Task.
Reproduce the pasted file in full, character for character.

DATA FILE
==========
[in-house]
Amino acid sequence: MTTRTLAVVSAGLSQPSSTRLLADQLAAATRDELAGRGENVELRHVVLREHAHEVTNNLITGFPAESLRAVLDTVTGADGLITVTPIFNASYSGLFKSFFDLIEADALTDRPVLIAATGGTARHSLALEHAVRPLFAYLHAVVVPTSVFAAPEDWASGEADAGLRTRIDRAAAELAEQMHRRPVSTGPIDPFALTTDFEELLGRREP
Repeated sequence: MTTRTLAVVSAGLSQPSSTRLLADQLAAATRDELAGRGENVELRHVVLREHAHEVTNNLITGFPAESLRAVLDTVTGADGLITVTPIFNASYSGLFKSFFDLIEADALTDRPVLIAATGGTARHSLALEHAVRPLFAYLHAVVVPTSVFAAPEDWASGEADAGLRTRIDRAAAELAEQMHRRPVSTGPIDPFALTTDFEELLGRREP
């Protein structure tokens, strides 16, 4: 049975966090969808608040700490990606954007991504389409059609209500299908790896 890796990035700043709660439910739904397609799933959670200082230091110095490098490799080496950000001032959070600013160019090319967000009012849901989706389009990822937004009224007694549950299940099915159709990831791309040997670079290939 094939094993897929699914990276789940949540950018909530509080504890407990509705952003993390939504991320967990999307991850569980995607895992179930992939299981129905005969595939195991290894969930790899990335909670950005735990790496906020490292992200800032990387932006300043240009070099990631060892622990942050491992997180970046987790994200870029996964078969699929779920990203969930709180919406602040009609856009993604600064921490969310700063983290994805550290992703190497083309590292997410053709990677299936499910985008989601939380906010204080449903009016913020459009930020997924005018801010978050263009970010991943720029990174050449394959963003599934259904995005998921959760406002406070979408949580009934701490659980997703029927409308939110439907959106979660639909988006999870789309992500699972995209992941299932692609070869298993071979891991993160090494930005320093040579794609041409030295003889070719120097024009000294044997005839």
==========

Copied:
[in-house]
Amino acid sequence: MTTRTLAVVSAGLSQPSSTRLLADQLAAATRDELAGRGENVELRHVVLREHAHEVTNNLITGFPAESLRAVLDTVTGADGLITVTPIFNASYSGLFKSFFDLIEADALTDRPVLIAATGGTARHSLALEHAVRPLFAYLHAVVVPTSVFAAPEDWASGEADAGLRTRIDRAAAELAEQMHRRPVSTGPIDPFALTTDFEELLGRREP
Repeated sequence: MTTRTLAVVSAGLSQPSSTRLLADQLAAATRDELAGRGENVELRHVVLREHAHEVTNNLITGFPAESLRAVLDTVTGADGLITVTPIFNASYSGLFKSFFDLIEADALTDRPVLIAATGGTARHSLALEHAVRPLFAYLHAVVVPTSVFAAPEDWASGEADAGLRTRIDRAAAELAEQMHRRPVSTGPIDPFALTTDFEELLGRREP
């Protein structure tokens, strides 16, 4: 049975966090969808608040700490990606954007991504389409059609209500299908790896 890796990035700043709660439910739904397609799933959670200082230091110095490098490799080496950000001032959070600013160019090319967000009012849901989706389009990822937004009224007694549950299940099915159709990831791309040997670079290939 094939094993897929699914990276789940949540950018909530509080504890407990509705952003993390939504991320967990999307991850569980995607895992179930992939299981129905005969595939195991290894969930790899990335909670950005735990790496906020490292992200800032990387932006300043240009070099990631060892622990942050491992997180970046987790994200870029996964078969699929779920990203969930709180919406602040009609856009993604600064921490969310700063983290994805550290992703190497083309590292997410053709990677299936499910985008989601939380906010204080449903009016913020459009930020997924005018801010978050263009970010991943720029990174050449394959963003599934259904995005998921959760406002406070979408949580009934701490659980997703029927409308939110439907959106979660639909988006999870789309992500699972995209992941299932692609070869298993071979891991993160090494930005320093040579794609041409030295003889070719120097024009000294044997005839």